The state of Washington is about to switch quarterbacks in Congress. Having initially won over Biden and scored well on progressive media, particularly MSNBC and The Nation, Seattle Congresswoman Pramila Jayapal (D-7) may be about to be benched. Suiting up is a fellow member of our House delegation, Rep. Suzan DelBene from the Eastside’s First District.
The charismatic Jayapal is leader of the 95-member Congressional Progressive Caucus, while the charismatically-challenged DelBene is leader of the New Democratic Coalition in the House, a moderate bloc of 97 members a tad larger than the Progressives’ team. (Curiously, Adam Smith, D-9, is listed on both rosters.) The impressive two Evergreen State leaders, Jayapal and DelBene, differ in more than their progressive and moderate politics. Jayapal is a media star, while DelBene is the classic, shy, workhorse — the tortoise, if you will, not the hare.
Jayapal’s caucus took a big gamble in holding hostage the infrastructure bill, a must-have for many moderate Democrats, only agreeing to back the bipartisan infrastructure measure if the broader (Democrats-only) Build Back Better Bill addressing social welfare and climate change issues was passed first. DelBene’s caucus managed to drive down the overall cost of the package to $1.75 trillion over 10 years, and they argued for more fiscal honesty and permanent revenues for fewer targeted components of the BBB wish list. Team Biden defied his moderate-seeming campaign and opted for the go-for-broke Jayapal approach. But Sen. Joe Manchin held firm in resisting the effort to juggle funding deadlines and thereby wedge $5 trillion of spending into a $2 trillion bill. Jayapal’s gambit ultimately devolved into a tactical retreat (trust Joe Biden to work it out with Manchin). The final compromise might come close to what the DelBene coalition early recommended to Team Biden’s deaf ears. Jayapal may soon reside in the doghouse.
As the BBB measure appears stuck in limbo and pushed into the low-risk election year of 2022, Jayapal has continued her defiance by urging Biden to enact the troubled measures by executive action. Ben Ritz of the Progressive Policy Institute signaled in a New York Times op-ed that the wind may be shifting now to the DelBene half-loaf formula. Ritz argues that Joe Manchin has paradoxically made the Democrats a gift: “Representative Suzan DelBene of Washington, who presides over the 97-member New Democrat Coalition that will be crucial for passing the final bill through the House, released a statement embracing nearly identical [to Manchin’s] priorities and reiterating her coalition’s preference for ‘doing a few things well for longer,’ which is also the approach Sen. Manchin has demanded.”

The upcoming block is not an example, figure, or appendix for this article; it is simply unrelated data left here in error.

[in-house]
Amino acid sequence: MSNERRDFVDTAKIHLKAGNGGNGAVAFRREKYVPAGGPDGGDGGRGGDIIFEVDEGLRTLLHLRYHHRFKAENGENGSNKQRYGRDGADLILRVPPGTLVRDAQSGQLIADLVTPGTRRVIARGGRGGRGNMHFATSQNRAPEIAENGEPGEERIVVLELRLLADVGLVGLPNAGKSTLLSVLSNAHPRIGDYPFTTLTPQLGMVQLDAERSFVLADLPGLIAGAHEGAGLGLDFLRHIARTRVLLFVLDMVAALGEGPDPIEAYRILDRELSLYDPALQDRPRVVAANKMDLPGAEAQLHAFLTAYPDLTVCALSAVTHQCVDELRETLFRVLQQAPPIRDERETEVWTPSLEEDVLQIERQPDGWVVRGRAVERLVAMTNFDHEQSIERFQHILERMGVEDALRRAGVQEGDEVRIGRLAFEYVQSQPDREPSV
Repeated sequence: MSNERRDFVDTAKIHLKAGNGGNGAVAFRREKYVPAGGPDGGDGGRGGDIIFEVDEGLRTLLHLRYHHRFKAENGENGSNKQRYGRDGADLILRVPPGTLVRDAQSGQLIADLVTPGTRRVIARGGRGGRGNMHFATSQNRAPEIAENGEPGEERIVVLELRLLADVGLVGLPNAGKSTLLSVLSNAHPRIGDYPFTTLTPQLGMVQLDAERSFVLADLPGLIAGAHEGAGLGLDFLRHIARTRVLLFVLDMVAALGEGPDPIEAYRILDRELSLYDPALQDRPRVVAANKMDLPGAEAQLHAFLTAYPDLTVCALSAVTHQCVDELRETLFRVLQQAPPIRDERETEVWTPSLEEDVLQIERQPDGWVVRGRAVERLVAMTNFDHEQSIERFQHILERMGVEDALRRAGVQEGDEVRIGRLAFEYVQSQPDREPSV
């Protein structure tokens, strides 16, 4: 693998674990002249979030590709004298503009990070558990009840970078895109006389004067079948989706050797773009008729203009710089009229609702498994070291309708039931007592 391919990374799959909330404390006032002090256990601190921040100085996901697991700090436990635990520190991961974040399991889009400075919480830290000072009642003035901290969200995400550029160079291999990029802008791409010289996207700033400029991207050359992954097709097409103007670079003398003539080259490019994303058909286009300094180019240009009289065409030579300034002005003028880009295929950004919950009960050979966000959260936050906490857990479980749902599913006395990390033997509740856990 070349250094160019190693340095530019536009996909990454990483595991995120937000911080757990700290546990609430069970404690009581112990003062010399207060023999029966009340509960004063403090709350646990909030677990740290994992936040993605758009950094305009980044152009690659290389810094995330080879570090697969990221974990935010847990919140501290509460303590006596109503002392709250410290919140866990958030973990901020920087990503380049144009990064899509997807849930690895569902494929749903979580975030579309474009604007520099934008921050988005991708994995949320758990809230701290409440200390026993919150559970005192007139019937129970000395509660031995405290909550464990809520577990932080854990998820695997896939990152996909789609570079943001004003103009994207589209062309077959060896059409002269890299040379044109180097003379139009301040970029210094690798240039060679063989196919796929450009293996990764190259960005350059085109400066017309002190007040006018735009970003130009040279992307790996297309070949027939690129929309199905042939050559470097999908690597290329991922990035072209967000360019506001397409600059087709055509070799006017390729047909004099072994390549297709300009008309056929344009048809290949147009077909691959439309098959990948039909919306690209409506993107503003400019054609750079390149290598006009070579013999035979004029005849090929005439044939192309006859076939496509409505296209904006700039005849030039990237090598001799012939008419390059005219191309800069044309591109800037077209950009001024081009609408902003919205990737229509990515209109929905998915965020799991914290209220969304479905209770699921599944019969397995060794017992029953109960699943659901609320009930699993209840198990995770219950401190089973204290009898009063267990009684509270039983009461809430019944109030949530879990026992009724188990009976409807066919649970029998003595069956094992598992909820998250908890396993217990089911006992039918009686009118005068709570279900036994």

The conservative Spectator piled on, indicating how much on the defensive Congressional delegates could be. A columnist deemed Jayapal the “loser of the year,” adding: “If she sounds like a bitter loser, that’s because she is one. She wasted months of Congress’s time and then caved, leaving Democrats with a terrible legislative record and low public support going into the midterms.”
Ellie Gardey, author of the Spectator column, gleefully wrote Jayapal’s political obituary:
“The stunt orchestrated and executed by Jayapal wasn’t just pointless, however. In her three-month standstill, Biden’s approval ratings continued to dive, the Democrats appeared incapable of governing, and Virginia flipped to the Republicans. And because passing infrastructure felt like defeat and surrender, Democrats have gained little from it. In fact, Biden saw no increase in his approval rating after the House passed infrastructure or after he signed it into law. It turns out that Jayapal’s master plan, which endeared her to progressives at the time, was a disaster of epic proportions for the Democrats. If she had simply passed infrastructure after the Senate passed it, Democrats would have avoided her ridiculous charade that dragged on for months while dragging [down] the party name.”
It is notable that House leadership is now dependent on Washington state Congresswomen. Moreover, DelBene’s predecessor as chair of the New Democratic Coalition was Derek Kilmer (D-6), who remains a guiding light for the moderates. Six of the seven Democrats in the Washington delegation are members of the New Democratic Coalition (Rich Larson, Kim Schrier, Adam Smith, Marilyn Strickland, plus DelBene and Kilmer). Jayapal is the sole Progressive member in this state, though Adam Smith had been a member. Oregon lists three Progressive Caucus members (Earl Blumenauer, Suzanne Bonamici, and Peter DeFazio).
Of course, Jayapal’s misplay does not mean DelBene will succeed. A face-saving deal with Manchin may yet prove to be a vindication of the Jayapal gambit. Still, with mid-terms looming and the fiscal pretzels of the BBB now very visible, smart money is moving to the tortoise.